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Work at Home Williamsport PA

Work at home jobs include data entry jobs, proofreading jobs, transcription jobs, translation jobs, online tutoring jobs and more. See below for work at home jobs in Williamsport for freelance writers, telemarketers, and online shop owners, as well as advice on how to find a work at home job.

MaryJo Campana, CPRW, CPCC
(570) 321-4237
700 College Place
Williamsport, PA
 
Laborers Local 158
(570) 326-2967
460 Market St Ste 203
Williamsport, PA
 
Ashford Staffing
(570) 601-1339
2401 Reach Rd
Williamsport, PA
 
Spherion Staffing Group
(570) 320-9750
459 River Ave
Williamsport, PA
 
Lawrence Emery Jr
Williamsport, PA
Practice Areas
Career Development, Couples & Family
Certifications
National Certified Counselor

Depasquale Staffing Services
(570) 748-2088
454 Pine St
Williamsport, PA
 
Williamsport Career Link
(570) 601-1754
145 W 3rd St
Williamsport, PA
 
United Auto Workers Local 787
(570) 322-0312
656 Lloyd St
Williamsport, PA
 
Pa Careerlink Lycoming County
(570) 601-5465
145 West Third Street
Williamsport, PA
 
Catherine Meisel McGinnis
(570) 524-3593
Lewisburg, PA
Practice Areas
Career Development
Certifications
National Certified Career Counselor, National Certified Counselor
Language Proficiencies
ASL : American Sign Language

Stay at Home Dad, Online Resources for Stay at Home Dads

The SAHD (stay-at-home dad) counterpart - MAWDAHS

RebelDad makes an impassioned argument for elevating the way we describe stay at home dads who look after kids:

So yesterday I was given another reminder that one of these days I should really start a blogroll for MAWDAHs... moms who go to work and are married to stay at home dads. Asha over at ParentHacks.com flagged this post by Mom 101 about her husband. It is a wonderful denunciation of the strange and irritating trend toward referring to male caregivers by female terms ("The Mommy," "Mr. Mom," etc.)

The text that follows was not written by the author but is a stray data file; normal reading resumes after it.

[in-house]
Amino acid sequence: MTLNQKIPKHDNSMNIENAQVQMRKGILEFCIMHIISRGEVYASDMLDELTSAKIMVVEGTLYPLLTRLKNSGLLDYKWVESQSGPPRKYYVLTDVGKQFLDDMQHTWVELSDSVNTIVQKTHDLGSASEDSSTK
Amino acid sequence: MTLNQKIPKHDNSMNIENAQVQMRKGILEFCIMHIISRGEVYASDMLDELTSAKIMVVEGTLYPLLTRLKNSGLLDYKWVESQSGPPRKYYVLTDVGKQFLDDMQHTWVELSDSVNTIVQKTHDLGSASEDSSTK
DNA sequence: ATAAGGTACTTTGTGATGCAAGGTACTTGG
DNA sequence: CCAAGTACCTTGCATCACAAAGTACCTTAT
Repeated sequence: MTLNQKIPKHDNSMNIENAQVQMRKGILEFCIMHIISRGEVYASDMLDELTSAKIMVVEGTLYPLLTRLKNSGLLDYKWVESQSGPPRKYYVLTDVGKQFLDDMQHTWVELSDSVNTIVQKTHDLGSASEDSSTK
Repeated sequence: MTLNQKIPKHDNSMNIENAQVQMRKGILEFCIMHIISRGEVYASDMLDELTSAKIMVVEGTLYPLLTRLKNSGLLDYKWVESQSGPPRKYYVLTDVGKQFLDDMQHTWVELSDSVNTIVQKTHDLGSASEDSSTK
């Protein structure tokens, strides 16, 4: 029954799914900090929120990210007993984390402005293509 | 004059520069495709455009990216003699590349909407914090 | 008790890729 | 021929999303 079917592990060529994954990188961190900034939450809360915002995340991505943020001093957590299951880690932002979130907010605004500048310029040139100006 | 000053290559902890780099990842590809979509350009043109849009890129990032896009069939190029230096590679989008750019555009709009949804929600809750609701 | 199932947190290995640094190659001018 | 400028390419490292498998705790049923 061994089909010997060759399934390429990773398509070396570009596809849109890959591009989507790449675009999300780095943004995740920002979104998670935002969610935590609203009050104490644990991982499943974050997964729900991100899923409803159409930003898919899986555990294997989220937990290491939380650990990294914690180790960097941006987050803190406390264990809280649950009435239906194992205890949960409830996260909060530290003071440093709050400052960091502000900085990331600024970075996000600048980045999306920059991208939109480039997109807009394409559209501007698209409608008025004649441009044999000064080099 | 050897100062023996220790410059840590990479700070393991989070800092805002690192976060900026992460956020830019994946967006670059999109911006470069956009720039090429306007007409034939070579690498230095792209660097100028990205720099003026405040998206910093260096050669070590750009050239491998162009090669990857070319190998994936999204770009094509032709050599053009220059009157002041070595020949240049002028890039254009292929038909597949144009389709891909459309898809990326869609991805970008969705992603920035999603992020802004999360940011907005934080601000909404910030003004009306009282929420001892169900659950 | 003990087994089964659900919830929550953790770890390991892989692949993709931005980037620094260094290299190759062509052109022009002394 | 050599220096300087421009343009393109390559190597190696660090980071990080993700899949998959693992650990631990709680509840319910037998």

I was asked recently what the problem with Mr. Mom is, and Mom 101 nails a good chunk of it. Here's my take on why it's a problem:

  • It is unfair to women to "mom"ify the job. Calling a guy "Mr. Mom," implies mom ∗should∗ be the one behind the stroller. That ought to be pretty offensive nowadays.
  • It emphasizes the novelty of at-home fatherhood . A dad at the playground shouldn't be treated with any more surprise that a female surgeon in the operating room. Why should "Hey - that kid's caretaker is a ∗man∗!" be any less offensive than "Hey - that doctor/lawyer/exec is a ∗woman∗!"?
  • It glosses over the different skills that mothers and fathers bring to the table. Kyle Pruett at Yale has made a career of noting that men and women generally parent differently, and that kids are best served by both styles of play. Suggesting that a...

Click here to read the rest of this article from GreatDad.com